R. Kelly and Jay-Z's The Best Of Both Worlds stands out as a public failure in the careers of two stars unaccustomed to anything short of massive success. The album's poor showing can be blamed at least in part on bad timing: It appeared just as child-pornography allegations threatened to turn Kelly into a pariah, and Jay-Z refused to tour with his counterpart or promote the album. But the set's failure seems equally attributable to the puzzling decision to hire super-hack Tone of Trackmasters as its primary producer. Uniting Jay-Z and R. Kelly and then hiring Tone to produce is like snaring Robert De Niro and Al Pacino for a movie and hiring Michael Bay to direct. With Tone as sonic auteur, it's little wonder that Jay-Z and Kelly's vaunted collaboration amounted to a mediocre pop record.
The big question surrounding Unfinished Business is therefore twofold: Why would R. Kelly and an ostensibly retired Jay-Z release a follow-up to their flop? More importantly, why would they once again hire Tone to man the boards? Less an album than the sonic equivalent of a particularly obnoxious episode of MTV's Cribs, Unfinished Business doesn't provide much of an answer to either question, beyond mere stubbornness. With Both Worlds' sequel, Kelly and Jay-Z try to turn a loss into a win, but they can't be bothered to fix a losing formula. There's a cynical symmetry at play: Money serves not only as the album's primary subject, but also its reason for being and its ultimate goal. It's all about the benjamins, which wouldn't be a problem had Kelly and Jay-Z created something more than another forgettable party album full of interchangeable club songs.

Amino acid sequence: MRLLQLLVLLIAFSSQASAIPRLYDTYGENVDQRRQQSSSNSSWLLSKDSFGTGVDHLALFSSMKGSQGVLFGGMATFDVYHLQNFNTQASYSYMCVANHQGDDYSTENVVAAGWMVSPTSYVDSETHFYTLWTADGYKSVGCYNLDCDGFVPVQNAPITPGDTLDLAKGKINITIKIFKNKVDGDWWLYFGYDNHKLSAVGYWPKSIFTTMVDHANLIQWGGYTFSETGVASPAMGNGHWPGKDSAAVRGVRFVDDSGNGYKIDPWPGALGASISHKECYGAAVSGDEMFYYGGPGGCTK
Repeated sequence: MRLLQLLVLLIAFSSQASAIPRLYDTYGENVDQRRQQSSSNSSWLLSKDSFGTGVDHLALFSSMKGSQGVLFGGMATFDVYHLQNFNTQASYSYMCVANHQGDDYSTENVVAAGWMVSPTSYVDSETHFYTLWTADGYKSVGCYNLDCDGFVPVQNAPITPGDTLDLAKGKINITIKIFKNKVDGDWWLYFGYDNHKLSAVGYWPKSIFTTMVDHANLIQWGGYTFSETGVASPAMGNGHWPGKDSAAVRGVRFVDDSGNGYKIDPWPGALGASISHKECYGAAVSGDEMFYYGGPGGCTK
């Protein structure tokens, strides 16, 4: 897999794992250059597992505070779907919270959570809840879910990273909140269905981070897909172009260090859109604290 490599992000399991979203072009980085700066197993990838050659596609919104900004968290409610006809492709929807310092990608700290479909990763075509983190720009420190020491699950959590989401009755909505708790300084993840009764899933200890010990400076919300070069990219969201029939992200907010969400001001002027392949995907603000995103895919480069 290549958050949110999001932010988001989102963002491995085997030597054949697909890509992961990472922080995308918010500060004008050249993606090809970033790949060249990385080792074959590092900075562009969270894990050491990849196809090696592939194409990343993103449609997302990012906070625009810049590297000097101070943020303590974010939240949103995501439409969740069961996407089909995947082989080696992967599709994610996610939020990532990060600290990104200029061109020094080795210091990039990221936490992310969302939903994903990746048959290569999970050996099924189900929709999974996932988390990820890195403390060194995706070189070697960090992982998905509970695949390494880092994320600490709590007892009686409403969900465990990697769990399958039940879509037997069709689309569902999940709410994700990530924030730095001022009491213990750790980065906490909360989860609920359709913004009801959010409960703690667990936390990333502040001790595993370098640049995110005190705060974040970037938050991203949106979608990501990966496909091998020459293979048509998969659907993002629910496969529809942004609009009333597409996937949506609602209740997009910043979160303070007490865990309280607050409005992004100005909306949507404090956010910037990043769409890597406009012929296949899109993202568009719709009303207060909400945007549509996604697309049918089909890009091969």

Unfinished Business comes alive only toward the end. "Break Up (That's All We Do)" scores as the sort of infectious pop Jay-Z and Kelly should be capable of churning out easily, while "Don't Let Me Die" amplifies the disc's abundant cheese to operatic levels, complete with a choir and an unhinged Kelly vocal. But rather than the best of both worlds, Unfinished Business mostly offers the superficial worst of both artists. Kelly and Jay-Z spend the album balling, shot-calling, and watching their dough stack up into Mount Everest-sized piles, but it only makes them seem as if they're too big to learn from their mistakes.